The Hawaiian People, prior to western contact, were a remarkably vigorous, healthy and hearty people, both physically, emotionally and mentally. Practicing primarily an organic diet, exercise through a combination of work and play, a spiritual lifestyle, and a sound family relationship, promoted an emotional well being. A combination of proper hygiene, savvy use of the land for the disposal of personal wastes and concern for the natural environment contributed to sterile communal conditions. A virtual paradise, free of environmental pollutants, mosquito, most pathogens and harmful bacteria, the native healer was reasonably well equipped to deal with the accustomed health problem of the day.
The pre-contact culture was based on the harmonious interdependence of all the elements of nature, man included. The medical arts concerned themselves with maintaining this harmony. The native healer or Kahuna, were categorized into a variety of specialties that dealt with among other things, diagnosis (’alawa maka), fertility (ho’ohapai), child birth (ho’ohanau) and care (’ea), setting of broken bones (ha’iha’i iwi), sorcery and power of suggestion (’anā’anā), herbal remedies (la’au lapa’au), and massage (lomilomi).
Most diseased administered to by the people of old were basically divided into two categories – that caused by forces outside the body (mawaho), and that caused from within (maloko). Mawaho was the result of the mental anguish caused by stressful elements within the social setting, i.e. hate, spite, displeasure of ancestral spirits, problems within the family group, or the work of a sorcerer. These symptoms were generally treated at the spiritual level, thru prayer, offerings to the gods, and with a family mediation process called ho’oponopono. Maloko, on the other hand, required diagnosis by the kahuna haha, and medicinal treatment by the kahuna la’au lapa’au. The herbal remedies came in the form of plants (la’au), fresh water (wai), salt water (kai), minerals (’alaea), and animal (i’a). In all native association with nature there are corresponding forces on the land and in the sea, and when one was not available, the corresponding item could be substituted.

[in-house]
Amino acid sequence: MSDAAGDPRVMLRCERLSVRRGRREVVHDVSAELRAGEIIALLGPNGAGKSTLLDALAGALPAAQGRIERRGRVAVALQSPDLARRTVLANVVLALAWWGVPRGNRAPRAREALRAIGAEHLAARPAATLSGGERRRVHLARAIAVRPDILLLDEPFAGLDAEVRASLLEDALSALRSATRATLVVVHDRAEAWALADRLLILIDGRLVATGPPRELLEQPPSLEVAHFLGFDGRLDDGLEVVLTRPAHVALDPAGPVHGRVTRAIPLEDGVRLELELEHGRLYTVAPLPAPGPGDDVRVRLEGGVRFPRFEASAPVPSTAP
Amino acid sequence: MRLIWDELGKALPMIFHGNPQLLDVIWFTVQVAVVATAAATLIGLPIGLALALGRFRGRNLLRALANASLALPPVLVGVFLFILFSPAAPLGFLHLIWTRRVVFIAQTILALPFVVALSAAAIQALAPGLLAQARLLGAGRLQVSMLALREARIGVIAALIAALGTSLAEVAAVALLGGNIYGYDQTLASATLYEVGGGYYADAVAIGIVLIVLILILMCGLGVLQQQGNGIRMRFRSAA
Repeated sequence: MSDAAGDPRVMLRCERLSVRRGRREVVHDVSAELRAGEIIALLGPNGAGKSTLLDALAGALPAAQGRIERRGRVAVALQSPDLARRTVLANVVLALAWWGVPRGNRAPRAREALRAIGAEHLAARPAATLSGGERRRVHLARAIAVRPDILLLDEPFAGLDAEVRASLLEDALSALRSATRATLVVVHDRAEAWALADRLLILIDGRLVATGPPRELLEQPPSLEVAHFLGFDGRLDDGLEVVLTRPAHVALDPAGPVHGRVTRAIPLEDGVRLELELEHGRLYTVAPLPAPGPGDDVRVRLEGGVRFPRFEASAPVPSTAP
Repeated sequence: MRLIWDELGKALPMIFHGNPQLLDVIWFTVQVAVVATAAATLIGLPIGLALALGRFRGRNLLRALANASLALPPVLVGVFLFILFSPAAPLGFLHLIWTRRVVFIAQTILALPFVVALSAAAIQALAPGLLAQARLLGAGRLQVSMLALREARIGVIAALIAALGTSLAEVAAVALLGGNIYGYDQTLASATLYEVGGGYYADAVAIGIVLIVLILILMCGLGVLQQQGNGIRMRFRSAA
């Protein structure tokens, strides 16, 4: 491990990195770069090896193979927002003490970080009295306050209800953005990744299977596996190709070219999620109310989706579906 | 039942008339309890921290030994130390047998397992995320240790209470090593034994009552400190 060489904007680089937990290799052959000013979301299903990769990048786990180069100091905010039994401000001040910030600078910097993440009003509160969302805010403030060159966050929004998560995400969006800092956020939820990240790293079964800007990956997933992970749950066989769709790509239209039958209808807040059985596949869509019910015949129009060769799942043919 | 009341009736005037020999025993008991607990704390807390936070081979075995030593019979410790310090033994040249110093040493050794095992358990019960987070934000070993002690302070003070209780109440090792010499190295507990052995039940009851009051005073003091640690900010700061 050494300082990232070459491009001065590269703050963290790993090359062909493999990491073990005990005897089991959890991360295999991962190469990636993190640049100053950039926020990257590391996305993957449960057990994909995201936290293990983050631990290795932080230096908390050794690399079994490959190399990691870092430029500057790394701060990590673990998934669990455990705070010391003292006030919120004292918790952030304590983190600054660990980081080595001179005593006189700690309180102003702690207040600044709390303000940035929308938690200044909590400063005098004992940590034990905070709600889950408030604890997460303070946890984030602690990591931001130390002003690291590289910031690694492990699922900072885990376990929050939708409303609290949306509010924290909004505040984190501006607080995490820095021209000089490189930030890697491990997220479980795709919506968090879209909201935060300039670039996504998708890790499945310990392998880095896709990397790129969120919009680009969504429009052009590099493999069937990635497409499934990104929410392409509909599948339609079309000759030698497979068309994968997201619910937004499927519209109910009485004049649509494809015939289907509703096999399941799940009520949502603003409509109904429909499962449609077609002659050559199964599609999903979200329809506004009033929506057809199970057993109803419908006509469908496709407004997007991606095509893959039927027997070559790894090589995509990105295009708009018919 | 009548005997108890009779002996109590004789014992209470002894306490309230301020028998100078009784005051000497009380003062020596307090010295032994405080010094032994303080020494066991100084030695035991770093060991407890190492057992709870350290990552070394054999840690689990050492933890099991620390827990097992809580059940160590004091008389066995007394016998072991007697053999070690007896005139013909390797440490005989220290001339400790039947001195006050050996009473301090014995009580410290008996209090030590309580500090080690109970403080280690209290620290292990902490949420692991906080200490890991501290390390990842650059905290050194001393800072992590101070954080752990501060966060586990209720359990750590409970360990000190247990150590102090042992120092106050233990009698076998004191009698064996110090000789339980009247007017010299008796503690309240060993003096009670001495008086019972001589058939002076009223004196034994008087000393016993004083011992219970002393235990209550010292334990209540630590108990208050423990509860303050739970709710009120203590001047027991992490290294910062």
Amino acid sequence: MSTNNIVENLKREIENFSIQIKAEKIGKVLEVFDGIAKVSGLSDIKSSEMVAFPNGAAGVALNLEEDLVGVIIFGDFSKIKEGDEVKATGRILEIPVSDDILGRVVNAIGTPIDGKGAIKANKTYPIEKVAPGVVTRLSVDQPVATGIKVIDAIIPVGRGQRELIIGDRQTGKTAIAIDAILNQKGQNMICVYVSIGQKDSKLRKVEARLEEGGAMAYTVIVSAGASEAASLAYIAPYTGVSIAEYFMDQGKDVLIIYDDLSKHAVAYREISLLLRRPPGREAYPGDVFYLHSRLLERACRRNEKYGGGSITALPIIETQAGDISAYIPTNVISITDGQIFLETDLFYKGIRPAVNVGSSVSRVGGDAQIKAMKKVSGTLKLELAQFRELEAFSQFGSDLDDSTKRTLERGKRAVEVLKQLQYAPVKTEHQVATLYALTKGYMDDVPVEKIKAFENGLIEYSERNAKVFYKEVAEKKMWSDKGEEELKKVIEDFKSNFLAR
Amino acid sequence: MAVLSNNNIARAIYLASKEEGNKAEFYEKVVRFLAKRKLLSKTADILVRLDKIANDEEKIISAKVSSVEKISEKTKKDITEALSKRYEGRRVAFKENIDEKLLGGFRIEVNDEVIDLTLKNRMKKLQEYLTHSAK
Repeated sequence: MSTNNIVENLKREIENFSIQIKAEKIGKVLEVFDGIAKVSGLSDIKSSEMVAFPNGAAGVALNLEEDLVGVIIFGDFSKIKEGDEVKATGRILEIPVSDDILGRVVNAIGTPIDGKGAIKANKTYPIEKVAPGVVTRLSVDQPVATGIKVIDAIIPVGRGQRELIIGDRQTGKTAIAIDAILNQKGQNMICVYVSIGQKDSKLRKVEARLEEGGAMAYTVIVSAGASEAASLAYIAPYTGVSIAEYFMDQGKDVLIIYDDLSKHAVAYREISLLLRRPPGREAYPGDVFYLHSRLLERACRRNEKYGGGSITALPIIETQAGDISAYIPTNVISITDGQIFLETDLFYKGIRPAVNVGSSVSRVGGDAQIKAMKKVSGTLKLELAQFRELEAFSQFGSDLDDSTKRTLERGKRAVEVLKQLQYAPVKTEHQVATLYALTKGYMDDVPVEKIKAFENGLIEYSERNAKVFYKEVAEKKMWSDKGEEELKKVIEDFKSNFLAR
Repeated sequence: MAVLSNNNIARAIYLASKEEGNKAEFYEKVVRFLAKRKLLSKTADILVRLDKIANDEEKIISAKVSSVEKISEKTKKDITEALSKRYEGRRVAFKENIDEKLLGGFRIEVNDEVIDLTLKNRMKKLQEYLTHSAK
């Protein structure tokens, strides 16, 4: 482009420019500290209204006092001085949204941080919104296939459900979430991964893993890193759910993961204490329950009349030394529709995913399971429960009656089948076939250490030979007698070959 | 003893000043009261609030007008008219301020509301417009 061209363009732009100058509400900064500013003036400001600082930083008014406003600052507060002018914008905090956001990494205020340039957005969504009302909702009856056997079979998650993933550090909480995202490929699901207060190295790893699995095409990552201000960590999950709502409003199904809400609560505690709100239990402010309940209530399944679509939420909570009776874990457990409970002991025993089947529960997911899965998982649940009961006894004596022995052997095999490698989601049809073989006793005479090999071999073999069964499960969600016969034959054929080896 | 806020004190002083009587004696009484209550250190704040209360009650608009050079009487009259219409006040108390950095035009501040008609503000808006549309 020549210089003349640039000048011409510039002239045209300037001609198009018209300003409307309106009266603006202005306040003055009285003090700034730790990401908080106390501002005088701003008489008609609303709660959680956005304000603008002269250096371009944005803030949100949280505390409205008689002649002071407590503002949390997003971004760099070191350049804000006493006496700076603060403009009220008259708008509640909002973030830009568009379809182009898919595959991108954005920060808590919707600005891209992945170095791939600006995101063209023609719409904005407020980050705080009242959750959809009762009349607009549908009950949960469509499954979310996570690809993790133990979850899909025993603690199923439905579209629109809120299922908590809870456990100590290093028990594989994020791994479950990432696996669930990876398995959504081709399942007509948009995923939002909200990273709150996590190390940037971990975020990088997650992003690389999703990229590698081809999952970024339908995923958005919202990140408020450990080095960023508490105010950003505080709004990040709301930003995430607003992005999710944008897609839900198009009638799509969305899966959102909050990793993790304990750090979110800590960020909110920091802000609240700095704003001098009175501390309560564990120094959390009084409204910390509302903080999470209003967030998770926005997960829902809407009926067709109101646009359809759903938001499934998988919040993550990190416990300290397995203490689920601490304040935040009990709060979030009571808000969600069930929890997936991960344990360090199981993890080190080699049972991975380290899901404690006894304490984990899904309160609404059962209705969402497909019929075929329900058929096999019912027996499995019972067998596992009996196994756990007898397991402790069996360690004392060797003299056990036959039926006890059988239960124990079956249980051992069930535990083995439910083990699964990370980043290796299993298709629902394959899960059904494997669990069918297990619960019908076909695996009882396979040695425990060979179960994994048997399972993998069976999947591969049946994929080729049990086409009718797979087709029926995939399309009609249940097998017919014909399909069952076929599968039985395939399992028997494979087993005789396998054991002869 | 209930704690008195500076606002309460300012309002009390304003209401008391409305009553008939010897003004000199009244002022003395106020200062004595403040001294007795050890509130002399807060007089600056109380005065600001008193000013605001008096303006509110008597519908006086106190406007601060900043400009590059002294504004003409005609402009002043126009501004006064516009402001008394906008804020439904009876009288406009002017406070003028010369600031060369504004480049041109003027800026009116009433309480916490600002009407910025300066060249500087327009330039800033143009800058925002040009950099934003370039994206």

In either case, the medical treatment was ineffective without the involvement of the gods. Gods were invoked through prayer and offerings throughout the entire process of treatment. Generally the greater deity at the onset and more specifically the personal family deity as the process of healing became more involved.
The training of the kahuna began at a very early age, usually five, as an apprentice of an expert in his field. A process of constant observation, mimicking, and careful instruction, the student (haumana) learned about the medicinal plants – their use and effect on the body, the proper time and place to gather, preparation and administration techniques and the specific deity to which must be offered up the prayers for the sake of the patient.
The pani, or closing of the medical treatment, be it physical or emotional, required the acknowledgement of the medicines and processes used in the treatment and the human relationship thru the nature process. This reaffirmed the proper place in the natural order of things for the people (kanaka maoli), nature through the medicines, and the gods.